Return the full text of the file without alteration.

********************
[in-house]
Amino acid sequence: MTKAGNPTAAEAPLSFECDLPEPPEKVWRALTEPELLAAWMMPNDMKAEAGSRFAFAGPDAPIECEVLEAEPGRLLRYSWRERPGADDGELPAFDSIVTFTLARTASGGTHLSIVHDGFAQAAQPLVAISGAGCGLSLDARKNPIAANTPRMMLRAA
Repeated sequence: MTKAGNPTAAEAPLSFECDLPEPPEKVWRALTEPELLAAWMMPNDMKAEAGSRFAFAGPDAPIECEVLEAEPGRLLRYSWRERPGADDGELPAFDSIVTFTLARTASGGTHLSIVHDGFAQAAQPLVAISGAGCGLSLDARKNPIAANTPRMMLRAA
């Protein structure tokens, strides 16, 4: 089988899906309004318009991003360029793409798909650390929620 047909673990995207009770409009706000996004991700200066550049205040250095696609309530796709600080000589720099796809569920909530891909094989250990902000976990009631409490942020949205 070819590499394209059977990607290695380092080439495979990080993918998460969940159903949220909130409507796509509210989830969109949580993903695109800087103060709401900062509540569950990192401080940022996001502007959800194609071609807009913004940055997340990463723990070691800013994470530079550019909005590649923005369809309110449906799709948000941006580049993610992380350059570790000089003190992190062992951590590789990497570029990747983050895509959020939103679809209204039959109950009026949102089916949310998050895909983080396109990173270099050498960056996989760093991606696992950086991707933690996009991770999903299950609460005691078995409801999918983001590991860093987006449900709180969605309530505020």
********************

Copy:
[in-house]
Amino acid sequence: MTKAGNPTAAEAPLSFECDLPEPPEKVWRALTEPELLAAWMMPNDMKAEAGSRFAFAGPDAPIECEVLEAEPGRLLRYSWRERPGADDGELPAFDSIVTFTLARTASGGTHLSIVHDGFAQAAQPLVAISGAGCGLSLDARKNPIAANTPRMMLRAA
Repeated sequence: MTKAGNPTAAEAPLSFECDLPEPPEKVWRALTEPELLAAWMMPNDMKAEAGSRFAFAGPDAPIECEVLEAEPGRLLRYSWRERPGADDGELPAFDSIVTFTLARTASGGTHLSIVHDGFAQAAQPLVAISGAGCGLSLDARKNPIAANTPRMMLRAA
């Protein structure tokens, strides 16, 4: 089988899906309004318009991003360029793409798909650390929620 047909673990995207009770409009706000996004991700200066550049205040250095696609309530796709600080000589720099796809569920909530891909094989250990902000976990009631409490942020949205 070819590499394209059977990607290695380092080439495979990080993918998460969940159903949220909130409507796509509210989830969109949580993903695109800087103060709401900062509540569950990192401080940022996001502007959800194609071609807009913004940055997340990463723990070691800013994470530079550019909005590649923005369809309110449906799709948000941006580049993610992380350059570790000089003190992190062992951590590789990497570029990747983050895509959020939103679809209204039959109950009026949102089916949310998050895909983080396109990173270099050498960056996989760093991606696992950086991707933690996009991770999903299950609460005691078995409801999918983001590991860093987006449900709180969605309530505020």